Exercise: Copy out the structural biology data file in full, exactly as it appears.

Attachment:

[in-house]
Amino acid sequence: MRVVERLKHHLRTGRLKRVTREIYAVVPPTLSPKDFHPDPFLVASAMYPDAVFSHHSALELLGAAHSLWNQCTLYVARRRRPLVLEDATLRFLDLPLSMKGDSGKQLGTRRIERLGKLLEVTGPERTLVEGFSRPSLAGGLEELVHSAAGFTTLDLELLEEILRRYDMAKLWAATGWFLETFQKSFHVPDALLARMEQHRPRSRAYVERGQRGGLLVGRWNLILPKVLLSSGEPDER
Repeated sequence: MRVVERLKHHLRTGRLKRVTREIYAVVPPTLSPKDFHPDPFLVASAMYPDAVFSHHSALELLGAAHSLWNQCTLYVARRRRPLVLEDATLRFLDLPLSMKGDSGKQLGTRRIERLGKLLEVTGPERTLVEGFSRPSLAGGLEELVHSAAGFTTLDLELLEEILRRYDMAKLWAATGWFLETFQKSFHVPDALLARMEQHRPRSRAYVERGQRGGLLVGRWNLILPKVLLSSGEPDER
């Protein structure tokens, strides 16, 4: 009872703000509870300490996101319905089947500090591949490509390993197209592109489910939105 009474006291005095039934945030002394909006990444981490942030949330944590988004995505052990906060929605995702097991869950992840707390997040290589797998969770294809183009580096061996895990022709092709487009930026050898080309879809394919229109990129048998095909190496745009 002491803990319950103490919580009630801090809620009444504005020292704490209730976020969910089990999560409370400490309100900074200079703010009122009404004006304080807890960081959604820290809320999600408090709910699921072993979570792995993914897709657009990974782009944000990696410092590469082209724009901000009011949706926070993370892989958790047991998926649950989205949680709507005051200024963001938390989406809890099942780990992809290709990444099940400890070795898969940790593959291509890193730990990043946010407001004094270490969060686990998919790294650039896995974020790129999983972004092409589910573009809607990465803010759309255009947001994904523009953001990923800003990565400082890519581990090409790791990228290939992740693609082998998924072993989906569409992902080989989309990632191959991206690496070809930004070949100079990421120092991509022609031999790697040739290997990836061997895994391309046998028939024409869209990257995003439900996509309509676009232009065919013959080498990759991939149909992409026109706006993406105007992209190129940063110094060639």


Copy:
[in-house]
Amino acid sequence: MRVVERLKHHLRTGRLKRVTREIYAVVPPTLSPKDFHPDPFLVASAMYPDAVFSHHSALELLGAAHSLWNQCTLYVARRRRPLVLEDATLRFLDLPLSMKGDSGKQLGTRRIERLGKLLEVTGPERTLVEGFSRPSLAGGLEELVHSAAGFTTLDLELLEEILRRYDMAKLWAATGWFLETFQKSFHVPDALLARMEQHRPRSRAYVERGQRGGLLVGRWNLILPKVLLSSGEPDER
Repeated sequence: MRVVERLKHHLRTGRLKRVTREIYAVVPPTLSPKDFHPDPFLVASAMYPDAVFSHHSALELLGAAHSLWNQCTLYVARRRRPLVLEDATLRFLDLPLSMKGDSGKQLGTRRIERLGKLLEVTGPERTLVEGFSRPSLAGGLEELVHSAAGFTTLDLELLEEILRRYDMAKLWAATGWFLETFQKSFHVPDALLARMEQHRPRSRAYVERGQRGGLLVGRWNLILPKVLLSSGEPDER
């Protein structure tokens, strides 16, 4: 009872703000509870300490996101319905089947500090591949490509390993197209592109489910939105 009474006291005095039934945030002394909006990444981490942030949330944590988004995505052990906060929605995702097991869950992840707390997040290589797998969770294809183009580096061996895990022709092709487009930026050898080309879809394919229109990129048998095909190496745009 002491803990319950103490919580009630801090809620009444504005020292704490209730976020969910089990999560409370400490309100900074200079703010009122009404004006304080807890960081959604820290809320999600408090709910699921072993979570792995993914897709657009990974782009944000990696410092590469082209724009901000009011949706926070993370892989958790047991998926649950989205949680709507005051200024963001938390989406809890099942780990992809290709990444099940400890070795898969940790593959291509890193730990990043946010407001004094270490969060686990998919790294650039896995974020790129999983972004092409589910573009809607990465803010759309255009947001994904523009953001990923800003990565400082890519581990090409790791990228290939992740693609082998998924072993989906569409992902080989989309990632191959991206690496070809930004070949100079990421120092991509022609031999790697040739290997990836061997895994391309046998028939024409869209990257995003439900996509309509676009232009065919013959080498990759991939149909992409026109706006993406105007992209190129940063110094060639």